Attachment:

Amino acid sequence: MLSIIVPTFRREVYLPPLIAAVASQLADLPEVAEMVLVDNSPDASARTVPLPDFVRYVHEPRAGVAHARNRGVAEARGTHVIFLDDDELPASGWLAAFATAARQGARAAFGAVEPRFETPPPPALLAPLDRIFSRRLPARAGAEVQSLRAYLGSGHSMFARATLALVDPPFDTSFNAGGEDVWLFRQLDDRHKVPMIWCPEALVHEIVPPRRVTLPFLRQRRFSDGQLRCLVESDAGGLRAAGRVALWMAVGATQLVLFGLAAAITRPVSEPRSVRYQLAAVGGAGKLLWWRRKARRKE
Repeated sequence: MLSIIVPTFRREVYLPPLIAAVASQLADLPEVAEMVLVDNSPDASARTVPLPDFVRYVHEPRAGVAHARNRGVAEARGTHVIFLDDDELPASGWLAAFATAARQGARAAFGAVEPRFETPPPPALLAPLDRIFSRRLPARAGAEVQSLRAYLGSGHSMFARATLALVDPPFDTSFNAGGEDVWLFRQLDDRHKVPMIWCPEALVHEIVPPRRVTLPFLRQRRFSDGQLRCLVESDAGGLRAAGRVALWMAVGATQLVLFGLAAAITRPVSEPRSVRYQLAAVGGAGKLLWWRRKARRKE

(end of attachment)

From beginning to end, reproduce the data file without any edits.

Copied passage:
Amino acid sequence: MLSIIVPTFRREVYLPPLIAAVASQLADLPEVAEMVLVDNSPDASARTVPLPDFVRYVHEPRAGVAHARNRGVAEARGTHVIFLDDDELPASGWLAAFATAARQGARAAFGAVEPRFETPPPPALLAPLDRIFSRRLPARAGAEVQSLRAYLGSGHSMFARATLALVDPPFDTSFNAGGEDVWLFRQLDDRHKVPMIWCPEALVHEIVPPRRVTLPFLRQRRFSDGQLRCLVESDAGGLRAAGRVALWMAVGATQLVLFGLAAAITRPVSEPRSVRYQLAAVGGAGKLLWWRRKARRKE
Repeated sequence: MLSIIVPTFRREVYLPPLIAAVASQLADLPEVAEMVLVDNSPDASARTVPLPDFVRYVHEPRAGVAHARNRGVAEARGTHVIFLDDDELPASGWLAAFATAARQGARAAFGAVEPRFETPPPPALLAPLDRIFSRRLPARAGAEVQSLRAYLGSGHSMFARATLALVDPPFDTSFNAGGEDVWLFRQLDDRHKVPMIWCPEALVHEIVPPRRVTLPFLRQRRFSDGQLRCLVESDAGGLRAAGRVALWMAVGATQLVLFGLAAAITRPVSEPRSVRYQLAAVGGAGKLLWWRRKARRKE